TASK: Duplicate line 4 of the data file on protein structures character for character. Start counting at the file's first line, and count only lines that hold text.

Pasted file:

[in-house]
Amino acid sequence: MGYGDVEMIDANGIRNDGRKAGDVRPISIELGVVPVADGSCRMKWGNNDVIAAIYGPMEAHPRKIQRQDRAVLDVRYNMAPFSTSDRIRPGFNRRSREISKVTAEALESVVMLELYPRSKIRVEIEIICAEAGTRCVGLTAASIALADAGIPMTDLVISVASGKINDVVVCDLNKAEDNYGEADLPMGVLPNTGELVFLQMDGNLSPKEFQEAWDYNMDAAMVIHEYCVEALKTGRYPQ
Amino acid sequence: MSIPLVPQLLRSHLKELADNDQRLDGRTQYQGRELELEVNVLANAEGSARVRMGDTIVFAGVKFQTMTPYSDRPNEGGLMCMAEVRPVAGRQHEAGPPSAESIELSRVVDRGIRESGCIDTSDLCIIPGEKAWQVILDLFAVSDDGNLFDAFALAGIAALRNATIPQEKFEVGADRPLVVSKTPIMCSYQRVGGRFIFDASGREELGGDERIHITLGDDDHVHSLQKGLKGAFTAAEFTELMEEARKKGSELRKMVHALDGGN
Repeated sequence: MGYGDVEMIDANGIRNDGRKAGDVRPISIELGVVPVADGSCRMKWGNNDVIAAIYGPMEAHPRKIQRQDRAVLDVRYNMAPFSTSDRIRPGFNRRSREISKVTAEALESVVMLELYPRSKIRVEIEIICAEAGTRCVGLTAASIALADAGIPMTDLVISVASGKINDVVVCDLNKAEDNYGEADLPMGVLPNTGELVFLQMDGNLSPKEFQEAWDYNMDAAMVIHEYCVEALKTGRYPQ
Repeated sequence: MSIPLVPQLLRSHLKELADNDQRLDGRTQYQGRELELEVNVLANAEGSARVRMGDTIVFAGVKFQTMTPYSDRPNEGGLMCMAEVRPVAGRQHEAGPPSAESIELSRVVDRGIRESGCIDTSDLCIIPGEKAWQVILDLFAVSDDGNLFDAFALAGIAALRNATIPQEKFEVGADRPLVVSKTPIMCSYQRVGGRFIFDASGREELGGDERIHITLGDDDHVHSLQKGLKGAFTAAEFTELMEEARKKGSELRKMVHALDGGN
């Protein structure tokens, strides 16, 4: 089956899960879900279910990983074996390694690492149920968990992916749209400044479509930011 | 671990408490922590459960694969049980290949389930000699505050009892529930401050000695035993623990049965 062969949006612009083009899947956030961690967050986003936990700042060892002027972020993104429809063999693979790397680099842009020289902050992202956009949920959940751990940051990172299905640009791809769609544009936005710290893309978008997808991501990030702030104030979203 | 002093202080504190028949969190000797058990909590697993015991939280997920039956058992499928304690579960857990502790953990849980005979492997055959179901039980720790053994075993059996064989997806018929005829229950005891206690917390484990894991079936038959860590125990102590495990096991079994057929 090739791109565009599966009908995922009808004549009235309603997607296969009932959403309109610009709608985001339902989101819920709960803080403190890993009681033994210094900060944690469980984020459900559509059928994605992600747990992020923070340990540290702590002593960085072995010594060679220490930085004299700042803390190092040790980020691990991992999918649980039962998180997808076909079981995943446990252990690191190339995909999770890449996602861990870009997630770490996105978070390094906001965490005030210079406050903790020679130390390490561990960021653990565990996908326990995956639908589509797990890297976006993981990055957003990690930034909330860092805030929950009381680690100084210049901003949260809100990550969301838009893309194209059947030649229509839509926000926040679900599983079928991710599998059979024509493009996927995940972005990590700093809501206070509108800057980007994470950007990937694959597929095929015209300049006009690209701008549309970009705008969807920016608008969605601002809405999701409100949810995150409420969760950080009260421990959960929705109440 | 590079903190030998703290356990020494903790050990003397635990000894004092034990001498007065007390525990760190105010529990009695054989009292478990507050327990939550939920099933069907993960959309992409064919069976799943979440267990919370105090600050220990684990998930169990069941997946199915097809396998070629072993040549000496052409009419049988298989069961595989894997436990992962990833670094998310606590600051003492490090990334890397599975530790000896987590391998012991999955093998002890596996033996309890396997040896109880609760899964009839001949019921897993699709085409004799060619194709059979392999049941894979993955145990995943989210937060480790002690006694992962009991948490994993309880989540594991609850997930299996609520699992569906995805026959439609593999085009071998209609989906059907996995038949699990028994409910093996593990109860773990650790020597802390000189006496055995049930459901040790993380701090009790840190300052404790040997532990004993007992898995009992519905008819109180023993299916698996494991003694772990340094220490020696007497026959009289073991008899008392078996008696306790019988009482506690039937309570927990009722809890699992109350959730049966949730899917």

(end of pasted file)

Repeated sequence: MGYGDVEMIDANGIRNDGRKAGDVRPISIELGVVPVADGSCRMKWGNNDVIAAIYGPMEAHPRKIQRQDRAVLDVRYNMAPFSTSDRIRPGFNRRSREISKVTAEALESVVMLELYPRSKIRVEIEIICAEAGTRCVGLTAASIALADAGIPMTDLVISVASGKINDVVVCDLNKAEDNYGEADLPMGVLPNTGELVFLQMDGNLSPKEFQEAWDYNMDAAMVIHEYCVEALKTGRYPQ